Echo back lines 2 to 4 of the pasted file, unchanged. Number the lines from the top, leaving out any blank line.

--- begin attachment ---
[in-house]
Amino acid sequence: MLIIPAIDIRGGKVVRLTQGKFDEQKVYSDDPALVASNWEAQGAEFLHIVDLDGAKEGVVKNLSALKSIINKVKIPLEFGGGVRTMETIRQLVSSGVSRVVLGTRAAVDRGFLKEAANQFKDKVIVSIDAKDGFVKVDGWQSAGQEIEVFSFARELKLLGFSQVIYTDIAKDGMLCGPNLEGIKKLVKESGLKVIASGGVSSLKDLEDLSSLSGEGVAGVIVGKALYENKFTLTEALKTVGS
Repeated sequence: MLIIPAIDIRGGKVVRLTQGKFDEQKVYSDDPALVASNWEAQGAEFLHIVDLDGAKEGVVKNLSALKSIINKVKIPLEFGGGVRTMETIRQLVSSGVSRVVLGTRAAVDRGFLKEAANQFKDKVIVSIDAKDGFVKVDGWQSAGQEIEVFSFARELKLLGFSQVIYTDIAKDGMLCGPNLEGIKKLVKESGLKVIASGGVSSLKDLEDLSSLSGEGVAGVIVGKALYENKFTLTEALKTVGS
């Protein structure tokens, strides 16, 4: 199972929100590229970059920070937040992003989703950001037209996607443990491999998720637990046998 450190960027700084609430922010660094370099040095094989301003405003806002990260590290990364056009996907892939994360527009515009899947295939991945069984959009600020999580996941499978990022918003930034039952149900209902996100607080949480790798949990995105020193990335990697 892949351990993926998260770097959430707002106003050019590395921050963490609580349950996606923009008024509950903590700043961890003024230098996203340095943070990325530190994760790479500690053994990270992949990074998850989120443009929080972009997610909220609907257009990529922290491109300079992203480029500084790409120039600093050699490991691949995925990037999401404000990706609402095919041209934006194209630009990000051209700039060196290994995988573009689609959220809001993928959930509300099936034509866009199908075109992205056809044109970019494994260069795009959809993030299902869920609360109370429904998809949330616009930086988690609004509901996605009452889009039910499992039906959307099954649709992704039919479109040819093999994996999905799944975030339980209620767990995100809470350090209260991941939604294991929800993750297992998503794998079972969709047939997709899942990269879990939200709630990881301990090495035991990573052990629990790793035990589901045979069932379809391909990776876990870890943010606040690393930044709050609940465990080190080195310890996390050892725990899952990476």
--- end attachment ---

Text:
Amino acid sequence: MLIIPAIDIRGGKVVRLTQGKFDEQKVYSDDPALVASNWEAQGAEFLHIVDLDGAKEGVVKNLSALKSIINKVKIPLEFGGGVRTMETIRQLVSSGVSRVVLGTRAAVDRGFLKEAANQFKDKVIVSIDAKDGFVKVDGWQSAGQEIEVFSFARELKLLGFSQVIYTDIAKDGMLCGPNLEGIKKLVKESGLKVIASGGVSSLKDLEDLSSLSGEGVAGVIVGKALYENKFTLTEALKTVGS
Repeated sequence: MLIIPAIDIRGGKVVRLTQGKFDEQKVYSDDPALVASNWEAQGAEFLHIVDLDGAKEGVVKNLSALKSIINKVKIPLEFGGGVRTMETIRQLVSSGVSRVVLGTRAAVDRGFLKEAANQFKDKVIVSIDAKDGFVKVDGWQSAGQEIEVFSFARELKLLGFSQVIYTDIAKDGMLCGPNLEGIKKLVKESGLKVIASGGVSSLKDLEDLSSLSGEGVAGVIVGKALYENKFTLTEALKTVGS
């Protein structure tokens, strides 16, 4: 199972929100590229970059920070937040992003989703950001037209996607443990491999998720637990046998 450190960027700084609430922010660094370099040095094989301003405003806002990260590290990364056009996907892939994360527009515009899947295939991945069984959009600020999580996941499978990022918003930034039952149900209902996100607080949480790798949990995105020193990335990697 892949351990993926998260770097959430707002106003050019590395921050963490609580349950996606923009008024509950903590700043961890003024230098996203340095943070990325530190994760790479500690053994990270992949990074998850989120443009929080972009997610909220609907257009990529922290491109300079992203480029500084790409120039600093050699490991691949995925990037999401404000990706609402095919041209934006194209630009990000051209700039060196290994995988573009689609959220809001993928959930509300099936034509866009199908075109992205056809044109970019494994260069795009959809993030299902869920609360109370429904998809949330616009930086988690609004509901996605009452889009039910499992039906959307099954649709992704039919479109040819093999994996999905799944975030339980209620767990995100809470350090209260991941939604294991929800993750297992998503794998079972969709047939997709899942990269879990939200709630990881301990090495035991990573052990629990790793035990589901045979069932379809391909990776876990870890943010606040690393930044709050609940465990080190080195310890996390050892725990899952990476």